Net/net: Axeda provides an IoT platform that includes M2M capabilities. In my next few blogs, I will discuss customer examples of IoT solutions. Unlike other platforms hyping what’s possible in the Internet of Things, I’ll share with the readers, real world customer success stories of Axeda integrating things, systems and people to deliver innovative new solutions that change business outcomes.
By Bill Zujewski
Salesforce.com’s Dreamforce event begins Monday and Axeda will be there in full force. We have 2 customers, Ventana Roche and Isilon, presenting their Axeda to Salesforce.com integration stories on Monday. I’ll be on a panel entitled “Current Challenges & Opportunities in the Connected World” on Nov 19th at 2pm. We’ll also be in the Developer Showcase exhibit hall, booth #7, previewing a new application that will be available on the AppExchange.
Why is an IoT platform company at Dreamforce?
Because machine data is very valuable information when it comes to managing customers, their assets and their cases. Extending the Salesforce.com cloud with machine data enables proactive service, streamlines customer support, and enhances case, asset, and account management. For our customers who are manufacturers, connecting machines and integrating the machine data into the Salesforce.com Sales and Service Clouds, it will enable your Salesforce.com users to use an application they are comfortable with to access machine information. This new data provides Salesforce.com users with greater visibility into customer and asset information and delivers a long list of benefits. Then in turn users will be able to:
- Understand how customers are using equipment
- Review machine down-time and idle-time to understand the quality of service
- Troubleshoot issues more effectively with real-time machine information and logs
- Reduce call times with better information to resolve cases
- Get notified when equipment issues occur before a customer contacts you
- Review past machine issues and historical alarms to diagnose recurring problems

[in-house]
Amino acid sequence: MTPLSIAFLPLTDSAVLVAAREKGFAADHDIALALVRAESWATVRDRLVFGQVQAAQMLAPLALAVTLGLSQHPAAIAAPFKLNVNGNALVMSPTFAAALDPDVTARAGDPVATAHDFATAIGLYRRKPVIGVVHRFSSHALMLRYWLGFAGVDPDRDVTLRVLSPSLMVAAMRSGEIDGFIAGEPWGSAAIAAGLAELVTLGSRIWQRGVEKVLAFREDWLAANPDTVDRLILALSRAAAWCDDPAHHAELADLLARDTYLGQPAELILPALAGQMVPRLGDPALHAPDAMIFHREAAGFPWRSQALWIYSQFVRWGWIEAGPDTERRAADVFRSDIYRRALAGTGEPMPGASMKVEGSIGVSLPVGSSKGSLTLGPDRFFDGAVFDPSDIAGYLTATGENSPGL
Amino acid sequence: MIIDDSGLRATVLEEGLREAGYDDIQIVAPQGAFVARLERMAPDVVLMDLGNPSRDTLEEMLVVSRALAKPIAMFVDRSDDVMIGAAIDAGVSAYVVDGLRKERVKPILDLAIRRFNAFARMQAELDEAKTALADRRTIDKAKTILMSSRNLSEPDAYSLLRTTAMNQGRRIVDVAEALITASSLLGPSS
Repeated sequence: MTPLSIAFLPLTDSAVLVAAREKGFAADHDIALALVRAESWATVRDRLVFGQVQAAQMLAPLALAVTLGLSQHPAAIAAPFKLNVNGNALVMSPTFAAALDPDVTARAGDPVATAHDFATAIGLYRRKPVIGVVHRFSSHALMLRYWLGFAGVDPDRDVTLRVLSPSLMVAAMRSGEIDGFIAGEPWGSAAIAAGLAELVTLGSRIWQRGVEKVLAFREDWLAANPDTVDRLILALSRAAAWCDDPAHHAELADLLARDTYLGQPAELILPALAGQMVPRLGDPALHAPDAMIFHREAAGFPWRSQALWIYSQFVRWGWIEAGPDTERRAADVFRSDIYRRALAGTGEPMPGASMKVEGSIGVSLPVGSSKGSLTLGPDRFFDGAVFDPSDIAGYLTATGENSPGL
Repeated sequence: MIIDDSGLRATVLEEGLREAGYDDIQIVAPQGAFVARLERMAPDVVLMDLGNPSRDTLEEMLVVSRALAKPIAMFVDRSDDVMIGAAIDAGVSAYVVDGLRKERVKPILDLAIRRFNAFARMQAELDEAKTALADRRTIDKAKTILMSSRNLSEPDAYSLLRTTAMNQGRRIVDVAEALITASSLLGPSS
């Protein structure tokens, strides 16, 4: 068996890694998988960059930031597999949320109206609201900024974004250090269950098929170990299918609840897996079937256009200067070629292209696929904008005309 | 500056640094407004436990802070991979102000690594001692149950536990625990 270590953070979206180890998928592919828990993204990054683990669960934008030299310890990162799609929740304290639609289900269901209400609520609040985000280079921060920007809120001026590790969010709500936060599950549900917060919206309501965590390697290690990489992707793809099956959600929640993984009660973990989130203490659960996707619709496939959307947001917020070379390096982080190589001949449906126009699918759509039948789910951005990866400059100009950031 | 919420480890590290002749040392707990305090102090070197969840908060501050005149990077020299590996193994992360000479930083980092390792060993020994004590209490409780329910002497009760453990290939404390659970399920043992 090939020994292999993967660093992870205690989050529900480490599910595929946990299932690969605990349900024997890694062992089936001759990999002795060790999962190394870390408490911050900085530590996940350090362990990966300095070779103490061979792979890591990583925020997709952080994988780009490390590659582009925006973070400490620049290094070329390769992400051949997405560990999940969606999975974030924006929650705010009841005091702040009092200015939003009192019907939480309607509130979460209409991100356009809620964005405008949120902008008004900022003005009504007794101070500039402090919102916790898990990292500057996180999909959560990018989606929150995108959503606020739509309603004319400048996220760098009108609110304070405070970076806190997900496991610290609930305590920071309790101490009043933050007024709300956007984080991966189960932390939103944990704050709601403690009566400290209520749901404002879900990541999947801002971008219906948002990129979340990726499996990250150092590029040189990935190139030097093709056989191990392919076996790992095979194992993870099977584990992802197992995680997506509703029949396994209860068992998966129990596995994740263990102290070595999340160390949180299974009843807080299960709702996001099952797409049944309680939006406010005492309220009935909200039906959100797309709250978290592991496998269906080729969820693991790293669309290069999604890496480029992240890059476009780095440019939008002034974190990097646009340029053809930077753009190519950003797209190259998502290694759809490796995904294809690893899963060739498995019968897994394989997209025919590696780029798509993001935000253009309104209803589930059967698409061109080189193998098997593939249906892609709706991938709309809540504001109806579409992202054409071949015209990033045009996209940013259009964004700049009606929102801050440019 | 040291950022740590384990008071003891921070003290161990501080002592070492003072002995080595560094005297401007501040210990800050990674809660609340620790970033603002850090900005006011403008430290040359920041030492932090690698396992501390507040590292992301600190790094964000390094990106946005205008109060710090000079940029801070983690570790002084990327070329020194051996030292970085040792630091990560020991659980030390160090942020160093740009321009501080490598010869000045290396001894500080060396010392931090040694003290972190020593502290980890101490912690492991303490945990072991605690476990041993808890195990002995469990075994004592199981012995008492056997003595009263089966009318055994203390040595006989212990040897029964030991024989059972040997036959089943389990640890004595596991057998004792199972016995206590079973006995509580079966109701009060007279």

Machine Data is also very valuable to sales and marketing organization as it can drive more sales and improve customer satisfaction. Equipment usage information is very valuable to understanding a customer and account situation. For example, high machine utilization can uncover a customer’s need for more capacity and addition equipment. Low utilization can be an early warning sign of equipment problems or potential churn to a competitor’s equipment. Machine data can also provide visibility into consumable levels and enable your operations organization or supply chain partners to replenish the machines proactively.
Net/net: Machine data is making its way into Salesforce.com. Axeda’s customers are taking us there… and we are jumping on the bandwagon and making it easy for them to do so.
By Dan Murphy
Salesforce has its sights set on the Internet of Things, and – like Axeda – the company is focused on helping organizations to turn data and connected products into real business value.
While thousands of companies have transformed business functions from service to sales to R&D, few have achieved greater success than Ventana Medical Systems – whose M2M success story was featured in a GigaOm podcast this week.
At Dreamforce – Sean Casey, director of IT at Ventana, will share how his company uses M2M connectivity and Salesforce integration to improve service levels and customer satisfaction across the organization. Sean will present ‘Improving Patient Care with Connected Medical Devices’ on Monday, Nov. 18, at 10 a.m. at the Palace Hotel - Presidio
But Ventana won’t be the only Axeda customer showcasing their M2M story at Dreamforce. Additionally, Jason DePardo of EMC Isilon will present ‘Extending the Value of Connected Product Data’ on Monday, Nov. 18 at 4 p.m. at the InterContinental San Francisco, InterContinental Ballroom A.
And Axeda’s own Bill Zujewski, CMO & EVP of Product Strategy, will participate on a panel discussion ‘Current Challenges & Opportunities in the Connected World’ on Tuesday, Nov. 19 at 2 p.m. at the InterContinental San Francisco, Telegraph Hill.
You can find the Axeda team in Booth #7 in the Developer Zone in Moscone-West, where we can give you a preview of our new Salesforce AppExchange and demonstrate how integrating machine data into the Salesforce Cloud delivers real, tangible value to businesses.
Hope to see you there!
By Bill Zujewski
This is the fifth and final post in a multi-part series, which specifically explores the challenges of dealing with wireless technology as part of an M2M (Machine-To-Machine) initiative. Today’s post will focus on data storage and application development.